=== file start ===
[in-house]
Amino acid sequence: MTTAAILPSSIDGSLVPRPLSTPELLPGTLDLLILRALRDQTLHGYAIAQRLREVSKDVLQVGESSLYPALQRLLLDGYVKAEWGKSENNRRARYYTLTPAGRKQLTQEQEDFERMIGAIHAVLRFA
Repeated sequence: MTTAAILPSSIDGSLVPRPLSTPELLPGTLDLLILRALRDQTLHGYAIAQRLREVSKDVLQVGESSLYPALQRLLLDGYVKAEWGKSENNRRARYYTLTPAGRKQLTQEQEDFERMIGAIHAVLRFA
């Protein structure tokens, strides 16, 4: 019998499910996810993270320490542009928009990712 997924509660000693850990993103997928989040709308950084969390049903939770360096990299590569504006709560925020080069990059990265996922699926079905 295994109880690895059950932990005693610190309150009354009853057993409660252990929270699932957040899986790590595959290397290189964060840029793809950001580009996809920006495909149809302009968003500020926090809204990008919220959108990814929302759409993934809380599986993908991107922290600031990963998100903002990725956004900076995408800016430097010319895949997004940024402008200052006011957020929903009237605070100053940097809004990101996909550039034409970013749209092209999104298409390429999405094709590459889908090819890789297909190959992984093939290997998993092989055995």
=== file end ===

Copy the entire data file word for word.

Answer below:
[in-house]
Amino acid sequence: MTTAAILPSSIDGSLVPRPLSTPELLPGTLDLLILRALRDQTLHGYAIAQRLREVSKDVLQVGESSLYPALQRLLLDGYVKAEWGKSENNRRARYYTLTPAGRKQLTQEQEDFERMIGAIHAVLRFA
Repeated sequence: MTTAAILPSSIDGSLVPRPLSTPELLPGTLDLLILRALRDQTLHGYAIAQRLREVSKDVLQVGESSLYPALQRLLLDGYVKAEWGKSENNRRARYYTLTPAGRKQLTQEQEDFERMIGAIHAVLRFA
């Protein structure tokens, strides 16, 4: 019998499910996810993270320490542009928009990712 997924509660000693850990993103997928989040709308950084969390049903939770360096990299590569504006709560925020080069990059990265996922699926079905 295994109880690895059950932990005693610190309150009354009853057993409660252990929270699932957040899986790590595959290397290189964060840029793809950001580009996809920006495909149809302009968003500020926090809204990008919220959108990814929302759409993934809380599986993908991107922290600031990963998100903002990725956004900076995408800016430097010319895949997004940024402008200052006011957020929903009237605070100053940097809004990101996909550039034409970013749209092209999104298409390429999405094709590459889908090819890789297909190959992984093939290997998993092989055995």